. we knew osama bin laden was in pakistan but that was the extent of our knowledge. the way we kept the country safe was to go get the intelligence. according to the agency itself, the way we did that was by subjecting him, because he was subjected more than anybody else to enhanced interrogation techniques. why do i tell you all that history? this administration doesn't get it. they just don't and, obama made a speech here not too long ago. it was at the national defense university, maybe three months ago in may, and, basically said, okay, now we're returning back to the pre9/11 days, i.e., we're not at war anymore. we're going back to pre9/11, when it is just a law enforcement problem and we'll try to round up the bad guy when blows something up and we're no longer on a war footing, if you will in terms of thinking about the state we're in. i think that's dead wrong. i think it is an absolute total misreading where we find ourselves today. as i look at that part of the world, now, north africa, a good part of the middle east, not just afghanistan, where they launched 9/11 from but
terrorist groups. they spawned al qaeda they created a loss. it is no coincidence the men behind a 11 osama bin on in solitary, before they joined al qaeda guess which group they belong to? the muslim brotherhood. leeson gentleman i am here to tell you it is the gateway drug to islamic terrorism and jihad if you want to understand and they have going on in the world right now? why we are up against the war with the existential struggle of the judeo-christian civilization and? items saying that in the capital and they don't like to hear that but that is what is going on. >> guest: to understand what we're up against you have to understand this group. is started with them and to be very politically incorrect which i have no problem with, they have theological ammo to back up the ideology and that is a fact. so the founder forms a group george gilder 28 in egypt is crestfallen in devastated that the islamic caliphate has collapsed. what is that? the caliphate is a united muslim state every muslim nation united economically economically, politically, m ilitarily speaking with one strong voice t
and where that person is. if osama bin laden had been calling someone in the united states on their cell phone, i promise you it wasn't a stockbroker. we better know because these people are still plotting against us, and not if but when they strike again, the american people are going to turn to us and ask us, what has the federal government been doing to prevent this? we better have a good answer. because we live in a very dangerous world, one, by the way, where our enemies aren't just other countries anymore. our enemies are rogue states and their well-armed militias and radical clerics. this kind of danger calls for a clear strategic vision on foreign policy and this president sadly does not have one, which brings me to my third and primary concern about ms. power's nomination and it is one that is related to the united nations itself. we need an advocate in new york who makes it their primary focus to ensure that the united nations is more accountable, that it is more effective and that it efrbs u.s. interests and -- serves u.s. interests and is not a multilateral ideal in which we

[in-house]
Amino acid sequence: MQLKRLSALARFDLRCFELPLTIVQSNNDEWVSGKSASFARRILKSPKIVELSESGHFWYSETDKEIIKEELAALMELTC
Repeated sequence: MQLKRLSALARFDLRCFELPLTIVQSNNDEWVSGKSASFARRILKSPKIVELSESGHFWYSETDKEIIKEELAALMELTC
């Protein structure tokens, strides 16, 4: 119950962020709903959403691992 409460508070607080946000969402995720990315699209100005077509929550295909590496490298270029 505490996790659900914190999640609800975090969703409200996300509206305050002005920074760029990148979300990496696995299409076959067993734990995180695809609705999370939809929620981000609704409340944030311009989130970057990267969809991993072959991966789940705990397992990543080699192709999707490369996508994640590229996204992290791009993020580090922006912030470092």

would say that president obama had every right to launch the abbottabad raid that killed osama bin laden. history does demonstrate that its diplomacy coexist they interact with each other and they sometimes can complement each other. richard holbrooke the late richard holbrooke great american diplomat. i don't think he would you woule been able to secure the peace in bosnia had we not used force for six weeks to demonstrate to the bosnian-serb army that we were not going to let them continue to kill innocent muslims. in fact the use of force achieved a cease of fire drove them to the negotiating table where holbrooke worked his magic and brought to peace to bosnia after five years of war. their times we have to rely on our military and we are fortunate as all of you know to have extraordinary young men and women in our military in the army navy air air force marines and the coast guard in the national guard. [applause] and like you who just applauded i admired the american military. they're absolutely critical to our security. one of the proudest moment of my career was when i served as